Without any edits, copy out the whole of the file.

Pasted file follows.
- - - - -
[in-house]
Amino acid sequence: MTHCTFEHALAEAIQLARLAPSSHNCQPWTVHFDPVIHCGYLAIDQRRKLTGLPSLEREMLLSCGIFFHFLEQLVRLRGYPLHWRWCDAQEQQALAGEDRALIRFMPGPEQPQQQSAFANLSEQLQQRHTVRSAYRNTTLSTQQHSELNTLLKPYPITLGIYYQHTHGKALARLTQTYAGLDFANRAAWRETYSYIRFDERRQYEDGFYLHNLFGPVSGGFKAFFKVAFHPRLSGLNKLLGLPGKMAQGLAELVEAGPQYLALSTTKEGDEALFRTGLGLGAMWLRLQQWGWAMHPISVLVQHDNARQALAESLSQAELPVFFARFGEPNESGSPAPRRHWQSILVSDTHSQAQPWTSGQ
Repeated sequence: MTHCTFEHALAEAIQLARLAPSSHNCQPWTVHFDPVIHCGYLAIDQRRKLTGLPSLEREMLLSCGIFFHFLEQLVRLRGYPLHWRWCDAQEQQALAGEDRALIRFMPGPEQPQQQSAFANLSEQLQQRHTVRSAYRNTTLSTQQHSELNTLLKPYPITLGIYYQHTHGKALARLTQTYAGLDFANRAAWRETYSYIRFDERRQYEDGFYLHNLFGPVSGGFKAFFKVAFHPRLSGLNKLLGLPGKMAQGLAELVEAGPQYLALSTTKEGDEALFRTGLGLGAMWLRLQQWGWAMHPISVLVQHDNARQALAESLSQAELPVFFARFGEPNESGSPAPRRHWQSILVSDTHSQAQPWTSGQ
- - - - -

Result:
[in-house]
Amino acid sequence: MTHCTFEHALAEAIQLARLAPSSHNCQPWTVHFDPVIHCGYLAIDQRRKLTGLPSLEREMLLSCGIFFHFLEQLVRLRGYPLHWRWCDAQEQQALAGEDRALIRFMPGPEQPQQQSAFANLSEQLQQRHTVRSAYRNTTLSTQQHSELNTLLKPYPITLGIYYQHTHGKALARLTQTYAGLDFANRAAWRETYSYIRFDERRQYEDGFYLHNLFGPVSGGFKAFFKVAFHPRLSGLNKLLGLPGKMAQGLAELVEAGPQYLALSTTKEGDEALFRTGLGLGAMWLRLQQWGWAMHPISVLVQHDNARQALAESLSQAELPVFFARFGEPNESGSPAPRRHWQSILVSDTHSQAQPWTSGQ
Repeated sequence: MTHCTFEHALAEAIQLARLAPSSHNCQPWTVHFDPVIHCGYLAIDQRRKLTGLPSLEREMLLSCGIFFHFLEQLVRLRGYPLHWRWCDAQEQQALAGEDRALIRFMPGPEQPQQQSAFANLSEQLQQRHTVRSAYRNTTLSTQQHSELNTLLKPYPITLGIYYQHTHGKALARLTQTYAGLDFANRAAWRETYSYIRFDERRQYEDGFYLHNLFGPVSGGFKAFFKVAFHPRLSGLNKLLGLPGKMAQGLAELVEAGPQYLALSTTKEGDEALFRTGLGLGAMWLRLQQWGWAMHPISVLVQHDNARQALAESLSQAELPVFFARFGEPNESGSPAPRRHWQSILVSDTHSQAQPWTSGQ